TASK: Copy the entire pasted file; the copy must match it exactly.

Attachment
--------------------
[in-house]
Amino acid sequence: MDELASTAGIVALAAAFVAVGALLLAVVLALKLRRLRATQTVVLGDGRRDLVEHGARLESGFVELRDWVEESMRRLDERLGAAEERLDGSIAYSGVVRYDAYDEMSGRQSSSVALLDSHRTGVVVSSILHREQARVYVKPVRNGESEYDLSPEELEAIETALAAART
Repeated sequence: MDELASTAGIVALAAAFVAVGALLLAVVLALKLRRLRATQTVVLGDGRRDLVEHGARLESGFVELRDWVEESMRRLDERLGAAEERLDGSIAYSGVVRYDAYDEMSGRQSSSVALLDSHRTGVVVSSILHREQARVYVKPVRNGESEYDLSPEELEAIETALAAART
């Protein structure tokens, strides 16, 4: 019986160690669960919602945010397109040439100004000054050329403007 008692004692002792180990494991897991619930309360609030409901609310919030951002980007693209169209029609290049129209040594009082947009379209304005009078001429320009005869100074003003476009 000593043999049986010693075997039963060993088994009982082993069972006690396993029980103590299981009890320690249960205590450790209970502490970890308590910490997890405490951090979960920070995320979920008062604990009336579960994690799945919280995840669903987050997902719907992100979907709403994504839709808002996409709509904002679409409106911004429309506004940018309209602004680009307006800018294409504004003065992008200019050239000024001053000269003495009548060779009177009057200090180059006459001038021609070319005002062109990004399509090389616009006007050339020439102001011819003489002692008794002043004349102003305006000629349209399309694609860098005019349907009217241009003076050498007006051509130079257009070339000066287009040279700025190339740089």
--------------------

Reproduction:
[in-house]
Amino acid sequence: MDELASTAGIVALAAAFVAVGALLLAVVLALKLRRLRATQTVVLGDGRRDLVEHGARLESGFVELRDWVEESMRRLDERLGAAEERLDGSIAYSGVVRYDAYDEMSGRQSSSVALLDSHRTGVVVSSILHREQARVYVKPVRNGESEYDLSPEELEAIETALAAART
Repeated sequence: MDELASTAGIVALAAAFVAVGALLLAVVLALKLRRLRATQTVVLGDGRRDLVEHGARLESGFVELRDWVEESMRRLDERLGAAEERLDGSIAYSGVVRYDAYDEMSGRQSSSVALLDSHRTGVVVSSILHREQARVYVKPVRNGESEYDLSPEELEAIETALAAART
């Protein structure tokens, strides 16, 4: 019986160690669960919602945010397109040439100004000054050329403007 008692004692002792180990494991897991619930309360609030409901609310919030951002980007693209169209029609290049129209040594009082947009379209304005009078001429320009005869100074003003476009 000593043999049986010693075997039963060993088994009982082993069972006690396993029980103590299981009890320690249960205590450790209970502490970890308590910490997890405490951090979960920070995320979920008062604990009336579960994690799945919280995840669903987050997902719907992100979907709403994504839709808002996409709509904002679409409106911004429309506004940018309209602004680009307006800018294409504004003065992008200019050239000024001053000269003495009548060779009177009057200090180059006459001038021609070319005002062109990004399509090389616009006007050339020439102001011819003489002692008794002043004349102003305006000629349209399309694609860098005019349907009217241009003076050498007006051509130079257009070339000066287009040279700025190339740089």